7 Tips to Prepare for Your First Mammogram
August 15, 2022
If you’re preparing for your first mammogram, it’s normal to feel a little anxious about the process. Ann Chuang, M.D., a breast surgeon in Montclair at Mountainside Medical Center, offers seven tips to make the process smooth and put your mind at ease.
How Should I Prepare for My First Mammogram?
- Choose a Location Convenient for You. Mammograms are typically performed annually —depending on age— so choose a location that you can easily visit year after year. “It’s also important to select a facility that specializes in mammography imaging, that is knowledgeable and that you are comfortable frequenting,” Dr. Chuang says.
- Schedule Around Your Period. Breasts are most tender the week before and the week of your period. So for maximum comfort, schedule your mammogram for the week or two after your period.
- Don’t Wear Deodorant or Moisturizers. On the day of your scheduled mammogram, avoid wearing any deodorant, lotion, perfumes or creams under your arms and near your breasts. “Moisturizers can make your skin slippery, which makes it challenging for the mammographer to produce quality images,” Dr. Chuang says. Particles in deodorant can also mimic the appearance of calcifications on a mammogram, which can impact your results.
- Dress for the Occasion. Wear pants, shorts or a skirt to your appointment instead of a dress since you’ll need to be undressed from the waist up.
- Ease Discomfort. If you are experiencing pain and discomfort prior to your appointment, it’s usually OK to take over-the-counter pain medication before your scheduled mammogram. Just be sure to check with your health care provider first.
- Wear comfortable shoes. You will be standing for your mammogram and may be asked to lean forward or backward for best positioning. High heels may throw you off balance, so be sure to wear comfortable flat shoes, sneakers or low heels.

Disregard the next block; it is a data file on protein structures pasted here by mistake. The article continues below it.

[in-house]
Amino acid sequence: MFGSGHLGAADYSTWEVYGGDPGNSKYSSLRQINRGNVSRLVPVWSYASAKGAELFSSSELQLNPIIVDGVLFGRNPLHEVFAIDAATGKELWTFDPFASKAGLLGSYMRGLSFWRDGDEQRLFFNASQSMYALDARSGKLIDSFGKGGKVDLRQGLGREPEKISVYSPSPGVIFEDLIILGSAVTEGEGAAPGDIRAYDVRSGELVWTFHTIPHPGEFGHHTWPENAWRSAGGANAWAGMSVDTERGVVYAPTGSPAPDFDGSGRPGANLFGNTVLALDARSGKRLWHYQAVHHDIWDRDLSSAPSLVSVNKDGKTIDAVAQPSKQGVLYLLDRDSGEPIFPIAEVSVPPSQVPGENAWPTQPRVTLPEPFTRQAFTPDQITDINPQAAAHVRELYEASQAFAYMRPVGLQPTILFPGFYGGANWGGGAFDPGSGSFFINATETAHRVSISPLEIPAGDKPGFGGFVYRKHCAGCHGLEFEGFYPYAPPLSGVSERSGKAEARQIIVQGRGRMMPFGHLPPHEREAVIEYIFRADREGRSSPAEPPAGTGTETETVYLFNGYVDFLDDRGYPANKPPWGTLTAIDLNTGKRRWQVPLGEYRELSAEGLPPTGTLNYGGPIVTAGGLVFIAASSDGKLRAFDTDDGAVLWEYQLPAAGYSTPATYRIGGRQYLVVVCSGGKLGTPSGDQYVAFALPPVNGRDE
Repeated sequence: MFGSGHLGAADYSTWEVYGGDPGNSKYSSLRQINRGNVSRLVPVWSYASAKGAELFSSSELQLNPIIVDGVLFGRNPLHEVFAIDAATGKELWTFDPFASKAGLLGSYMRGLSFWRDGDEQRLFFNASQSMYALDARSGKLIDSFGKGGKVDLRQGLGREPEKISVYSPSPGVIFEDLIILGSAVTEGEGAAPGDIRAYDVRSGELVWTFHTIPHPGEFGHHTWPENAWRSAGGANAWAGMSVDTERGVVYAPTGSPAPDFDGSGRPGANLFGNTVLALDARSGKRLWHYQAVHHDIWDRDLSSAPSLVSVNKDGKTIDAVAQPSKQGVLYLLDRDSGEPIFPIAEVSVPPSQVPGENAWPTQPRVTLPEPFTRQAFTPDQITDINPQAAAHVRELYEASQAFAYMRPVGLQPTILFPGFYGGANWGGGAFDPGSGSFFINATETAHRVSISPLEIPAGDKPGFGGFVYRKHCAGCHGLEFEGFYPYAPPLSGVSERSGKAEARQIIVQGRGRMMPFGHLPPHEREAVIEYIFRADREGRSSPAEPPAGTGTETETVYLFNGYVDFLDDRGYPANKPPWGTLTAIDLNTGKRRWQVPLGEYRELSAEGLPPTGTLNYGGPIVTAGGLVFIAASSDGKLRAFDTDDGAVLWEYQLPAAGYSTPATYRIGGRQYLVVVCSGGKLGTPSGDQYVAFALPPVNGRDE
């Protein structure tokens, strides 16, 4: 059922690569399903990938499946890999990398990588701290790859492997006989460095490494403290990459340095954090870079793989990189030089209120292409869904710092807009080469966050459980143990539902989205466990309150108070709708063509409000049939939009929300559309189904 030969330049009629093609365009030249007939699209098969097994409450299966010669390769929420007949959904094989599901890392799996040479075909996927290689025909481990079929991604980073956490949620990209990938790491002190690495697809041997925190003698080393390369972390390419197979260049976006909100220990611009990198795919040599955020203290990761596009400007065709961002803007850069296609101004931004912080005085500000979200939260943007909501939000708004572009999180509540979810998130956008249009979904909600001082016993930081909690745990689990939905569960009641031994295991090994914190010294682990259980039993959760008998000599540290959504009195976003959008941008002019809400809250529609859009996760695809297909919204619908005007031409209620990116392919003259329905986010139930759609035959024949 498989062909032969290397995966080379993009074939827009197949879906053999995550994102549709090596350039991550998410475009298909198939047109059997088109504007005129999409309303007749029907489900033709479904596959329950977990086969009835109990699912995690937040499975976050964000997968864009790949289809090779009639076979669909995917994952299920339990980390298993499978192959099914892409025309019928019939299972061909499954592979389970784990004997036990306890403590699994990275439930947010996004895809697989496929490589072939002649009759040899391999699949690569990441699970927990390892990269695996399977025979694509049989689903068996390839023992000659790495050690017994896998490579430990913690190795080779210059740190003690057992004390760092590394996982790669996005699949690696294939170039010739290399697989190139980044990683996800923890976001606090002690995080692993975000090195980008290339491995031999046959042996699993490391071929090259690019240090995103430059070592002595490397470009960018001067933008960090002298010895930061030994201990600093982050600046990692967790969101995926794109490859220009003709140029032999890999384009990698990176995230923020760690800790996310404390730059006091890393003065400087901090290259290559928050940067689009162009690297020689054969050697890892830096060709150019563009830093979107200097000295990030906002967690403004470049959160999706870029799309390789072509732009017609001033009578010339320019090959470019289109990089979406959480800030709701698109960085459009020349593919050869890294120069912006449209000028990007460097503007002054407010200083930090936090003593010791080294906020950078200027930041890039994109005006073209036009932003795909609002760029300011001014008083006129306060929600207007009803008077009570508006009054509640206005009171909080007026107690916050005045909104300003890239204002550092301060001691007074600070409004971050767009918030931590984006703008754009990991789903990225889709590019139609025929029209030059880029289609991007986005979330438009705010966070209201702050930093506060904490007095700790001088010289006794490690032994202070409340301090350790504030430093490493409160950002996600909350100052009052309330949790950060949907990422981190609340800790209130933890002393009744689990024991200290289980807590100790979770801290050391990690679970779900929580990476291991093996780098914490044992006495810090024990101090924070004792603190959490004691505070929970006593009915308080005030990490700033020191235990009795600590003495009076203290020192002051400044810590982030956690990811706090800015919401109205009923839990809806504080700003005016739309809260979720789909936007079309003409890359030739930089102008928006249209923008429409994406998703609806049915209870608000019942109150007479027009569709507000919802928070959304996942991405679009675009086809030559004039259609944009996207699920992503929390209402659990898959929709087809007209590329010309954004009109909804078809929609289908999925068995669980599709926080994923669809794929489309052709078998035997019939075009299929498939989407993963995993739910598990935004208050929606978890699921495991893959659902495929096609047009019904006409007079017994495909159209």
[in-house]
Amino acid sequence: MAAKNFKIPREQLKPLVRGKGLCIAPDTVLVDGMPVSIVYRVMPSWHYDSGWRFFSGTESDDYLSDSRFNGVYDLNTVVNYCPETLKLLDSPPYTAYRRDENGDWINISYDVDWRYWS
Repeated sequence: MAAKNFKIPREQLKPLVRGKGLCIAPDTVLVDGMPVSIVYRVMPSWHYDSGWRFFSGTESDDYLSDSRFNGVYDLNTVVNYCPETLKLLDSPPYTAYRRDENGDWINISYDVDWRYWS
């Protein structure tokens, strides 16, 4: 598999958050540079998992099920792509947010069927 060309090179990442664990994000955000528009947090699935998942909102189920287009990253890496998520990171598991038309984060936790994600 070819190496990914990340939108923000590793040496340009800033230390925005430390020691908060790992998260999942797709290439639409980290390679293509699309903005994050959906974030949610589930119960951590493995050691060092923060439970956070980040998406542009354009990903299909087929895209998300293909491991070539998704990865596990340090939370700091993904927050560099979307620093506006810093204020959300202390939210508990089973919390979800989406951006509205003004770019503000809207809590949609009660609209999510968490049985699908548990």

- Plan Accordingly. Typically mammograms take about 30 minutes to complete, and you typically won't get your results while at your appointment. If you are scheduled for a diagnostic exam, this may require more of your time during and post examination, because there is an acute concern, your images will need the approval of the radiologist before you are released.
When Should You be Screened?
Breast cancer screening should begin by age 40, or sooner for if your family or medical history suggests increased risk. Speak with your doctor about when you should start screening.
What’s the Difference Between Screening and Diagnostic Mammography?
A routine screening means that at the time of your exam, you have no visible signs or symptoms influencing your results or the need for special attention–– your mammogram was scheduled as a wellness check or preventive exam.
If you have a symptom of concern—for example, continuous pain, abnormal lump or the presence of discharge—a diagnostic mammogram will be needed. Diagnostic exams are more detailed and typically take longer.
Next Steps & Resources:
- Meet our source: Ann Chuang, M.D. To make an appointment with Dr. Chuang, call 888-973-4MSH (4674) or visit our website.
- To find a breast surgeon near you, call 800-822-8905 or visit our website.
- Schedule a mammogram near you today
The material provided through HealthU is intended to be used as general information only and should not replace the advice of your physician. Always consult your physician for individual care.
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